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Fossil Valley is a world-famous desert district situated in Nevada's Great Basin geomorphic province that contains the most complete, diverse, terrestrial (land-laid) fossil record of Miocene life yet discovered in North America--and perhaps the world, as a matter of fact--a genuinely spectacular paleontological place that produces from what earth scientists call the middle Miocene Esmeralda Formation an astounding association of well-preserved fossil material some 16 to 10 million years old, including: insects and arachnids (preserved in exquisite detail along the bedding planes of very thinly stratified sedimentary rocks commonly called "paper shales"); plants (leaves, seeds, flowering structures, conifer needles and foliage, diatoms--a microscopic single-celled photosynthesizing aquatic plant that constructed silica "shells"/frustules--pollens, and petrified woods); stromatolitic, cyanobacterial blue-green algal developments; mollusks (gastropods and pelecypods); ostracods (a bilvalve crustacean); mammals; birds; fish; amphibians; and turtles.
Indeed, it's quite likely that no other place on the planet provides a better opportunity to study such a rich, essentially complete paleo-community of terrestrial Miocene plants and animals.
Time and tide - and a few massive earthquakes - have opened a portal into New Zealand's distant past.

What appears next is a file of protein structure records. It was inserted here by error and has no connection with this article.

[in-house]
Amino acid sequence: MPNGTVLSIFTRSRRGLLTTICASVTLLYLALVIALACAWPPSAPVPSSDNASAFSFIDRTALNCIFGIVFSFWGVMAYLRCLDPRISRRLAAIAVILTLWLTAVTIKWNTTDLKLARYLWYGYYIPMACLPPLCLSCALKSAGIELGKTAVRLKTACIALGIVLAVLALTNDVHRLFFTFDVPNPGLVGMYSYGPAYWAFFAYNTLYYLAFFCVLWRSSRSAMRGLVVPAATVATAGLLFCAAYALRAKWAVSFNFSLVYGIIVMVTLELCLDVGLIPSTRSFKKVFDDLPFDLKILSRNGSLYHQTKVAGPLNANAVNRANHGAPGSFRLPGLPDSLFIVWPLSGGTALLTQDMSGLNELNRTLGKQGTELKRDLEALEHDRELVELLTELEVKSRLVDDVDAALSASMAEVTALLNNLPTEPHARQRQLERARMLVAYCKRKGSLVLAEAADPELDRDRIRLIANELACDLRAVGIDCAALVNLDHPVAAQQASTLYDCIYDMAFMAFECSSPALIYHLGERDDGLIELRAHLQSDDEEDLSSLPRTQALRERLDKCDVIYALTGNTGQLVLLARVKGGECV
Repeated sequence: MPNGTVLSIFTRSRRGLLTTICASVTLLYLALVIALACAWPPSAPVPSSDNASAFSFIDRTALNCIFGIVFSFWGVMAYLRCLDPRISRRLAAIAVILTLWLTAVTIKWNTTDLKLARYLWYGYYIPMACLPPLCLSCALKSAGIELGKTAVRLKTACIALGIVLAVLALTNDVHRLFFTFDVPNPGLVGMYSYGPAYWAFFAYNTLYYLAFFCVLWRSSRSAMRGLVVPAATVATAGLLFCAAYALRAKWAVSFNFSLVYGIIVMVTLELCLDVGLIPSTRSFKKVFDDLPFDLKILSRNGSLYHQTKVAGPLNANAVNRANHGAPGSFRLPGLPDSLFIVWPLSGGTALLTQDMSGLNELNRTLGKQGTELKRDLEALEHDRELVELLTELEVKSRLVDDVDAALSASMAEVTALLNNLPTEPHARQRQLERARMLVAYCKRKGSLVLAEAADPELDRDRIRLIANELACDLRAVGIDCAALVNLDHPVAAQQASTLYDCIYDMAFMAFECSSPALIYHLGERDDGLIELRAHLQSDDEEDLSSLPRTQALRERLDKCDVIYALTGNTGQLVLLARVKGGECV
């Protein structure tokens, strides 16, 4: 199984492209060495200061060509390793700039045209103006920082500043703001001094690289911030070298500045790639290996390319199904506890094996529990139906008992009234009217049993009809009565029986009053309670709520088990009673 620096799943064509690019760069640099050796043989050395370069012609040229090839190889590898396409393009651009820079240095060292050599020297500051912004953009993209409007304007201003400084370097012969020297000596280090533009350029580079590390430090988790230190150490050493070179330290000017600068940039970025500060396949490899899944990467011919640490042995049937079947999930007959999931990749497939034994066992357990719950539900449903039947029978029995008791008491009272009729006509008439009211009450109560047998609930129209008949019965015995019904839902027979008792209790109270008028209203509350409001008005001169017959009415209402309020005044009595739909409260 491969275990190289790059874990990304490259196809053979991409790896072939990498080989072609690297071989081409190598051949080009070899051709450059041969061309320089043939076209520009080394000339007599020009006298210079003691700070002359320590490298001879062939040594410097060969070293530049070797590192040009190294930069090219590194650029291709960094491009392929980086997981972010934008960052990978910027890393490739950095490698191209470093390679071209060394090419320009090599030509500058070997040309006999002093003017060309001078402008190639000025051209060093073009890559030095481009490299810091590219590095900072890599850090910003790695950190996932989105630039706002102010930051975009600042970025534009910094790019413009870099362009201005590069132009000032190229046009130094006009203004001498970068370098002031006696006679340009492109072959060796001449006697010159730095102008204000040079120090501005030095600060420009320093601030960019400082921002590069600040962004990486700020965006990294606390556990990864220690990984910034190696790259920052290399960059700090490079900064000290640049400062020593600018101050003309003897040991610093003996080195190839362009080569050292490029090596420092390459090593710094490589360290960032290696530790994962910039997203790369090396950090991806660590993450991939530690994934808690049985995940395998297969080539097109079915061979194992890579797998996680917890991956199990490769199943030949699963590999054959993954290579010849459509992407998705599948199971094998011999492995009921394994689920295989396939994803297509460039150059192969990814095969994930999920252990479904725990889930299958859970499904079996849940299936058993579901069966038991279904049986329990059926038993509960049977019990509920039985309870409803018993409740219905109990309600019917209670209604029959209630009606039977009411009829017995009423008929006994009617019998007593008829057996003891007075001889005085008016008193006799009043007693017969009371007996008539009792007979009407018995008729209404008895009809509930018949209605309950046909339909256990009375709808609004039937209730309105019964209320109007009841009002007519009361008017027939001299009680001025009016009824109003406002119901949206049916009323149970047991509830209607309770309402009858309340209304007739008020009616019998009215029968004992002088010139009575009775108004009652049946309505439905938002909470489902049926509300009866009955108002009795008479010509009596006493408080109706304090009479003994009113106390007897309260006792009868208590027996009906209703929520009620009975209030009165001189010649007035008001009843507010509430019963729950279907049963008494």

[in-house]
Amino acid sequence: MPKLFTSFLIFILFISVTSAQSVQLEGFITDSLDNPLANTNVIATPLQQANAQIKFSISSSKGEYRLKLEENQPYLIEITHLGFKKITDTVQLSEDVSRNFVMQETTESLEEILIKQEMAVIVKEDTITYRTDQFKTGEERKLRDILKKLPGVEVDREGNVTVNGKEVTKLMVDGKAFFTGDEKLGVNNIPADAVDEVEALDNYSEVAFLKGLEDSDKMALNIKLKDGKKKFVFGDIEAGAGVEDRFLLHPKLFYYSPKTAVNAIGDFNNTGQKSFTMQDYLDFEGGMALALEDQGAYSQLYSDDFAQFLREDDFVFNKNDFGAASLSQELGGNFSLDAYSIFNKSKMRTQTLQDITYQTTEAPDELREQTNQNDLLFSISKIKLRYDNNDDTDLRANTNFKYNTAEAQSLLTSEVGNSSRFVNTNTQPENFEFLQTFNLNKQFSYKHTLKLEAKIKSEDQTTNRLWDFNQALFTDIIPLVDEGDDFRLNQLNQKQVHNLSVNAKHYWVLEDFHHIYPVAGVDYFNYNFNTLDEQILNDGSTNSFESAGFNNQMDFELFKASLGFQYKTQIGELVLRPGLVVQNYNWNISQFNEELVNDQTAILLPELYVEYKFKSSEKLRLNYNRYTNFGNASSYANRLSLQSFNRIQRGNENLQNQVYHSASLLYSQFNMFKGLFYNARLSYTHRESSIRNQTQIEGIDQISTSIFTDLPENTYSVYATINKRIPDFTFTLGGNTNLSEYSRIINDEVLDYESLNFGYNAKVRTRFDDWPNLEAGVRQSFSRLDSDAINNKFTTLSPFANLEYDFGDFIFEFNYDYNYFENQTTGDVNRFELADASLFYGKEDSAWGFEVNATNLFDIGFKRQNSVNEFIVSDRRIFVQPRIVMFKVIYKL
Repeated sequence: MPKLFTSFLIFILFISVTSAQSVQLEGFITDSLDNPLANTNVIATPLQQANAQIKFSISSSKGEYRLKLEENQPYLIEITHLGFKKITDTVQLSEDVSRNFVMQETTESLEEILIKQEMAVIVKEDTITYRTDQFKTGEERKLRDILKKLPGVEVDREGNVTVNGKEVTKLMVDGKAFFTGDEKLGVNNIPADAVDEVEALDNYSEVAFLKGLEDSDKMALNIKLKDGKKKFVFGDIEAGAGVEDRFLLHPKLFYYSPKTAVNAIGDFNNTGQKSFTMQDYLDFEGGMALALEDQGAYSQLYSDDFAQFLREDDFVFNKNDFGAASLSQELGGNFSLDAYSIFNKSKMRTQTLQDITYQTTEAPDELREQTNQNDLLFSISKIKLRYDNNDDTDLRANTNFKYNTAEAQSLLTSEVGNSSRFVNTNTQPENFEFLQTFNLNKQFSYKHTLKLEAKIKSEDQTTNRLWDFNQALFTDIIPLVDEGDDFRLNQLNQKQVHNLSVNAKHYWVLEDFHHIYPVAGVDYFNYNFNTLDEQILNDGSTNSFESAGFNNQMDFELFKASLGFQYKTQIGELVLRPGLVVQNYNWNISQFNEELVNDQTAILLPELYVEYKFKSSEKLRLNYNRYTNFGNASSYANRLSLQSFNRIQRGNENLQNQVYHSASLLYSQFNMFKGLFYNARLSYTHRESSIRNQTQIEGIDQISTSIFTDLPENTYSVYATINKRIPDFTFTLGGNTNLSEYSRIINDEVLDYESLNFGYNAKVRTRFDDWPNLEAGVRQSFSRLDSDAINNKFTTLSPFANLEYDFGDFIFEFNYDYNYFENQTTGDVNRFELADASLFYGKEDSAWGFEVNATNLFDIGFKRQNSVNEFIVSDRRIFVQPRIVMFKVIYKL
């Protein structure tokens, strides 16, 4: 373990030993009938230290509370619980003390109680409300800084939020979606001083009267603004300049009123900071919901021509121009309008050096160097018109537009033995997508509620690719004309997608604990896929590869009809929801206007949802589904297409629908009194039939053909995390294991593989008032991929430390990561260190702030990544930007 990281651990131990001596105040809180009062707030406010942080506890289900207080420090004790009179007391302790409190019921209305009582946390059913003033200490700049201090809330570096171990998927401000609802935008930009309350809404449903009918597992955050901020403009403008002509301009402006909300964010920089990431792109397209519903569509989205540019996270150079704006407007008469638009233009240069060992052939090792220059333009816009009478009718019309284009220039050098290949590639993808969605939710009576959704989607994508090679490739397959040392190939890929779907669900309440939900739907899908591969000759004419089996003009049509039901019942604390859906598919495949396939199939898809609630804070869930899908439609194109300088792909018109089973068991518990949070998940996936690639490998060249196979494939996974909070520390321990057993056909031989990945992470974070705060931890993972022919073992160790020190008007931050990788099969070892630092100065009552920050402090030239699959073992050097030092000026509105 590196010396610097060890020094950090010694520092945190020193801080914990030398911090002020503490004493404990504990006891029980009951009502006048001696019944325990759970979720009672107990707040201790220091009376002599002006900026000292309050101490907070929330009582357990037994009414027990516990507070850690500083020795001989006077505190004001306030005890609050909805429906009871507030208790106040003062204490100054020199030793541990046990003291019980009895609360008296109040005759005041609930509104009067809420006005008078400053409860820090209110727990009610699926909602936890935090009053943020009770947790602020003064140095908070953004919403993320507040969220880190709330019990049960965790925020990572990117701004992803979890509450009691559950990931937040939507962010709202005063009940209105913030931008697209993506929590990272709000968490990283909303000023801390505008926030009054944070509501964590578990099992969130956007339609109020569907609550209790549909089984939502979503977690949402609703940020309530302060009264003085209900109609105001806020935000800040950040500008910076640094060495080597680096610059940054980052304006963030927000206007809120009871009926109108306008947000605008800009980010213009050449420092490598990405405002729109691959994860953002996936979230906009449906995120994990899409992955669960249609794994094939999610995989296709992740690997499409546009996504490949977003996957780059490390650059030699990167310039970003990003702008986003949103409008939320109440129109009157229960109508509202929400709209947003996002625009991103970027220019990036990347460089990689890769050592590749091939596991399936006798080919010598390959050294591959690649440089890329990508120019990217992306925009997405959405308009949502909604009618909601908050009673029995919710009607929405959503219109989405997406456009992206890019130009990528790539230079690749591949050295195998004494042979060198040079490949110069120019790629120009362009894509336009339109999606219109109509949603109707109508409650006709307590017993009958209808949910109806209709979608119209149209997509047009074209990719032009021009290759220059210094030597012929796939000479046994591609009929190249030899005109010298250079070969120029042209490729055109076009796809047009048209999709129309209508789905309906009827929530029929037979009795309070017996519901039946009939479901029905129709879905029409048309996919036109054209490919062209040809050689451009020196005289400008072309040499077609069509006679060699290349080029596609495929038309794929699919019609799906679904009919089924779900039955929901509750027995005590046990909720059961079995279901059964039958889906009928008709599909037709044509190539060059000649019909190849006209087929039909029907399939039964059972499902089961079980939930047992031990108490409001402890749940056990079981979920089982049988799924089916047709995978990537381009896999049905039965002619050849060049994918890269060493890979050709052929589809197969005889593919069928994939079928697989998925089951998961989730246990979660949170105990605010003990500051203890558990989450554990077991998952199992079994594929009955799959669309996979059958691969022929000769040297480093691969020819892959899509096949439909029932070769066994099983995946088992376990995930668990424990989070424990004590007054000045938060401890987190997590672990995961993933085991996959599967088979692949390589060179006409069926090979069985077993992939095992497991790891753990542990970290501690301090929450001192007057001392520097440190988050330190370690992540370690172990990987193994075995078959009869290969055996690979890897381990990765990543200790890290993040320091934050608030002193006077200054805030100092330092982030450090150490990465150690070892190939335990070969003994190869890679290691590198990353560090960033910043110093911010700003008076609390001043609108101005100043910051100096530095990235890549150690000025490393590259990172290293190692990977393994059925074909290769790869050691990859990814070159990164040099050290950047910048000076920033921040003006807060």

Scientists said the discovery this week of an ancient footprint in Golden Bay rock, is further proof that dinosaurs once walked, ate and swam in the area about 70 million years ago.
They said the trace fossil - uncovered during a high school field trip - was a fantastic scientific discovery, and added to almost 50 others found in the last decade.
in a buried cavern a huge tooth of a Saber tooth tiger found, along with human remains, teeth and human jawbone etc. back in late 1971. some photos etc.
The men in the room, including the construction site foreman, a geologist and two archeologists, stood in hushed amazement.
They were looking at the remains of an animal that carbon-dating would show lived more than 9,000 years ago.
Here we describe the feathered tail of a non-avialan theropod preserved in mid-Cretaceous (∼99 Ma) amber from Kachin State, Myanmar [ 17 ], with plumage structure that directly informs the evolutionary developmental pathway of feathers. This specimen provides an opportunity to document pristine feathers in direct association with a putative juvenile coelurosaur, preserving fine morphological details, including the spatial arrangement of follicles and feathers on the body, and micrometer-scale features of the plumage. Many feathers exhibit a short, slender rachis with alternating barbs and a uniform series of contiguous barbules, supporting the developmental hypothesis that barbs already possessed barbules when they fused to form the rachis [ 19 ]. Beneath the feathers, carbonized soft tissues offer a glimpse of preservational potential and history for the inclusion; abundant Fe2+ suggests that vestiges of primary hemoglobin and ferritin remain trapped within the tail. ...